SINGAPORE should address the negative environmental impacts of its sand trade with Cambodia as it prepares to host an international summit on sustainable urban development, global corruption watchdog Global Witness said.
Starting Tuesday, Singapore will host the World Cities Summit, a four-day urban development conference that will focus on “building liveable and sustainable communities”.
In a statement to be issued today, the London-based advocacy group said continued inaction with regard to its sand imports from Cambodia could undermine its credibility as host of the summit.
“Singapore is in danger of appearing hypocritical as it promotes its commitment to sustainability while simultaneously driving demand in an industry that is wreaking havoc on Cambodia’s coastal ecosystems,” Global Witness campaigner George Boden said in the statement.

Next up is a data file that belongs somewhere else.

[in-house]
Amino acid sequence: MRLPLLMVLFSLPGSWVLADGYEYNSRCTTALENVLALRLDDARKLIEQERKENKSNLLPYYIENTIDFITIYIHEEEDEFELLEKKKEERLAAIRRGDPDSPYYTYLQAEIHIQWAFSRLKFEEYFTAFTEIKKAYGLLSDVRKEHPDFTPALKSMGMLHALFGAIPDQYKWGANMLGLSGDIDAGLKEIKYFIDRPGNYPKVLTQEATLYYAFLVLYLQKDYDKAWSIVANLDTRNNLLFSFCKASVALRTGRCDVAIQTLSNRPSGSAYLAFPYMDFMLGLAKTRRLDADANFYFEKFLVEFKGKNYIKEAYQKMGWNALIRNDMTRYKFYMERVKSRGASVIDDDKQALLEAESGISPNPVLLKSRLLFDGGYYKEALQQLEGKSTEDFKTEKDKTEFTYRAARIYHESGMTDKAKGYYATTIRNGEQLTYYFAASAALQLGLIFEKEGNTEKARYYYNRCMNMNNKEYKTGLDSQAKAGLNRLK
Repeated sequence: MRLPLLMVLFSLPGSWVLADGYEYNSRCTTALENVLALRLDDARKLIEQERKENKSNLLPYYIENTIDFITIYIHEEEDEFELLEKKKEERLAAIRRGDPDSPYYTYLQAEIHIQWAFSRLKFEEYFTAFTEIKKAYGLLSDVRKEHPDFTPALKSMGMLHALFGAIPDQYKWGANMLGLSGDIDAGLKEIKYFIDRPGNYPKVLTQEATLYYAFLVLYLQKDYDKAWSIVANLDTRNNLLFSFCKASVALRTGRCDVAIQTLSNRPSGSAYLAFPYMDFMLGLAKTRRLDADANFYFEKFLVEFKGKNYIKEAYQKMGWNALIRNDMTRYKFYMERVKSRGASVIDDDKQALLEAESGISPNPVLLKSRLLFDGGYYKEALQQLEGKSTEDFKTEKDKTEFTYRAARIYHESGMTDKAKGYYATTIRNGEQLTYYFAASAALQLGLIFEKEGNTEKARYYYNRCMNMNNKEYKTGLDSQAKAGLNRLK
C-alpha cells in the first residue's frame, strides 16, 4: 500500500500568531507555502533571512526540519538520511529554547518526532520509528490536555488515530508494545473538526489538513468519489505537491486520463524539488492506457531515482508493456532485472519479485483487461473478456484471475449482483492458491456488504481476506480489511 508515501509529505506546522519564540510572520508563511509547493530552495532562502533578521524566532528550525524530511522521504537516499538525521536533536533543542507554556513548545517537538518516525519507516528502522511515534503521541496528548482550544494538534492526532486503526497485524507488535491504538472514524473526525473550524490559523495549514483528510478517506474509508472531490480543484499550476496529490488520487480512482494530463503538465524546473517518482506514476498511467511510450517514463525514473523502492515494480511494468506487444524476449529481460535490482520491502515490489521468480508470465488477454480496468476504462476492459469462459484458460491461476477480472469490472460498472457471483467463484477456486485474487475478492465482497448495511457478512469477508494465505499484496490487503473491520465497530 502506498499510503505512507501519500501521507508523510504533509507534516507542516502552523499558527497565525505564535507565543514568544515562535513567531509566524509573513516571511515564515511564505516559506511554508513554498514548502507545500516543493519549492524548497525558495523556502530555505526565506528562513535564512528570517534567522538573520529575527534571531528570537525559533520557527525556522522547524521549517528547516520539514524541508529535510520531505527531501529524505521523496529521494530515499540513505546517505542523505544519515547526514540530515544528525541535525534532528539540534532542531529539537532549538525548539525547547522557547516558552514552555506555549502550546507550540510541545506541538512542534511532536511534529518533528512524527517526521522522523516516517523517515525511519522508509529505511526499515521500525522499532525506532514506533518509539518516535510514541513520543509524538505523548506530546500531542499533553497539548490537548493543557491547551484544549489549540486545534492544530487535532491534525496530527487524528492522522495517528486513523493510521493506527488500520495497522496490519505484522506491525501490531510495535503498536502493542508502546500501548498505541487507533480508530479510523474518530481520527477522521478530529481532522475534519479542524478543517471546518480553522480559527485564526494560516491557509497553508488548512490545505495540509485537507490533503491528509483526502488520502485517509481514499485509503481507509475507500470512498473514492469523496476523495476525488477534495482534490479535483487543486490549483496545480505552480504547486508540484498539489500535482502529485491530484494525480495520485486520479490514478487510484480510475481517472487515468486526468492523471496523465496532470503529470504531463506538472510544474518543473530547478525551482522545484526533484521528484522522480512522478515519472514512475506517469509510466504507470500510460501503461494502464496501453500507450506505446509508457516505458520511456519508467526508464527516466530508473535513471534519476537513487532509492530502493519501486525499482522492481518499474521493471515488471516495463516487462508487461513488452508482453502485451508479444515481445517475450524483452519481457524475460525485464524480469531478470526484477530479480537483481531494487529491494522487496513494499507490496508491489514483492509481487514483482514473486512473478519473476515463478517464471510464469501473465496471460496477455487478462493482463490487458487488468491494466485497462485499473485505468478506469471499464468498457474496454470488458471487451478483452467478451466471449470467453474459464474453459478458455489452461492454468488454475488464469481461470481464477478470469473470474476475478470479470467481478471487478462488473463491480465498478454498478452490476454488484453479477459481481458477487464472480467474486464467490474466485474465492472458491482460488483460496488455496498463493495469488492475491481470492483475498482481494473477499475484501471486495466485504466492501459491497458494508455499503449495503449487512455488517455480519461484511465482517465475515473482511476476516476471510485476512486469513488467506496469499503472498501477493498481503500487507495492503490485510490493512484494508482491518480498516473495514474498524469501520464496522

Last month, Global Witness issued a report that said sand imports from Cambodia to Singapore had spiked despite a ban announced by Prime Minister Hun Sen in May last year.
The report estimated that as much as 796,000 tonnes of sand was being removed each month from Koh Kong province, the epicentre of a sand trade worth an estimated US$248 million annually in Singapore.
Senior CPP lawmaker Cheam Yeap said Sunday that he regretted Global Witness’s attacks on the government, repeating government claims that the group’s criticism is “baseless”.
“As Prime Minister Hun Sen has ordered, any sand-dredging company that operates and causes environmental damage to the ocean will not be allowed and will be completely banned from exporting,” he said.
Singapore’s Ministry of Foreign Affairs and Ministry of National Development (MND) did not respond to queries as of press time. But on May 11 the MND issued a statement that the city-state “does not condone the illegal export or smuggling of sand, or any extraction of sand that is in breach of the source countries’ laws”.